Nobody wants to deal with delays or mistakes, especially when it comes to the highly precise and delicate technique that is glass microfabrication. Often times these mistakes and oversights can be prevented from the very beginning of the design process. Whether a designer is using 2D or 3D software to render their model designs, avoiding common errors is essential for optimum cost and time efficiency. Below are some of the most common design oversights, and more importantly, how to avoid them.

Sharp Corners

Designs for parts and products that require sharp corner, or too sharp of corners, can increase the cost of the manufactured part. This applies to both internal corners and external corners. In order for the manufacturer to produce sharp internal corners, the machinist must use a tool with little or no corner radius, which leads to greater wear and tear on the tool. Shape external corners can also increase the cost as machinist can no longer use standard deburring practices and extra care must be taking to protect the exposed corners. In order to avoid this, consider a minimum internal corner call our and a maximum external callout in the design notes.

The Hi-precision CNC milling machine with cutting sample in blue-silver tone.The micro cutting technique in precision part.

No Datum's

Datums help the engineer convey to the manufacturer what features are critical to the function of the part or assembly system. If there are no datums, either implied or called out, it makes the manufacturer’s job that much more difficult. It is also helpful to add overall part dimensions to the design. This helps with providing an accurate quote as well as reducing unnecessary errors in material ordering.

Over Dimensioned Features

When a design has over dimensioned features, or double dimensions, it inadvertently decreases the tolerance of the material. Review the design for over defined features looking at all available drawing viewpoints; if dimensions are pulled to the same feature from different edges, consider deleting them or calling our that one of them is a reference, rather than a feature.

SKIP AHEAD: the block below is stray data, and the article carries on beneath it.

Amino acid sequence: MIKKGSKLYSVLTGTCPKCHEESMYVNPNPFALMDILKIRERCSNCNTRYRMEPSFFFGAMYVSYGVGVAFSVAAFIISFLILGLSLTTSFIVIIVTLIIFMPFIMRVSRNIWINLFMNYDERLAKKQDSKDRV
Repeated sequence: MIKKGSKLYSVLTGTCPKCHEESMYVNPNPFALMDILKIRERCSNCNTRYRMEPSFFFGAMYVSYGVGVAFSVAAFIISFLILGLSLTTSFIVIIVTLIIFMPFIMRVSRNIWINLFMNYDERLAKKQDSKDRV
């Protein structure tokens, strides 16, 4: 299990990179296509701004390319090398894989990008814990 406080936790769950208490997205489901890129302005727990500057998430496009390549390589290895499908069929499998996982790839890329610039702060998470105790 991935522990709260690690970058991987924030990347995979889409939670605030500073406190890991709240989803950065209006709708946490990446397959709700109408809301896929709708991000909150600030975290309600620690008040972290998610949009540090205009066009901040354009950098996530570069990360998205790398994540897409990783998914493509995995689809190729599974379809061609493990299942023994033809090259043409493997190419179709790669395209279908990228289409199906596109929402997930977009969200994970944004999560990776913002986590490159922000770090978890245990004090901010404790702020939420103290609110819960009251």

Surface Finish Callout

An important part of any blueprint or design is the finish callout. The finer the surface finish, the longer cycle time needed to produce such a fine finish, as well as the amount of time needed to separate the parts to protect from damaging during post machining operations. Consider only calling out the most vital surfaces. Additionally, indicate which features are cosmetic surfaces that need extra attention (i.e. polishing, graining, blasting, or sanding).

Quick Design Mistake Checklist

  • Have all the drawing views been flipped the correct way?
  • Are all dimensions on the print, block, and notes in the same units?
  • Does the design have the correct block tolerances?
  • Does the design have a surface finish call out?
  • Is the material type specified on the drawing?
  • Are there corner radius call outs?

By heeding the above advice, and utilizing the checklist, designers will be able to present a more perfect rendering to the engineers and manufacturers. This will reduce the overall time spent in the microfabrication process; less back and forth in consultation, less time deciphering the design blueprints, and the manufacturer will be able to spend more time producing the parts and/or products.

Citrogene: Microfabrication Manufacturers

Citrogene is the leading glass microfabrication expert in the world. We have the skills, knowledge, tools, and expertise to execute your custom design to perfection. When it comes to producing microfabricated devices, pieces, or instruments, there is only one trusted microfabrication partner to consider: Citrogene. We work closely with our design partners to ensure quality and precision reflected in their design is shown in the final product. Contact us today to learn more about our glass microfabrication capabilities.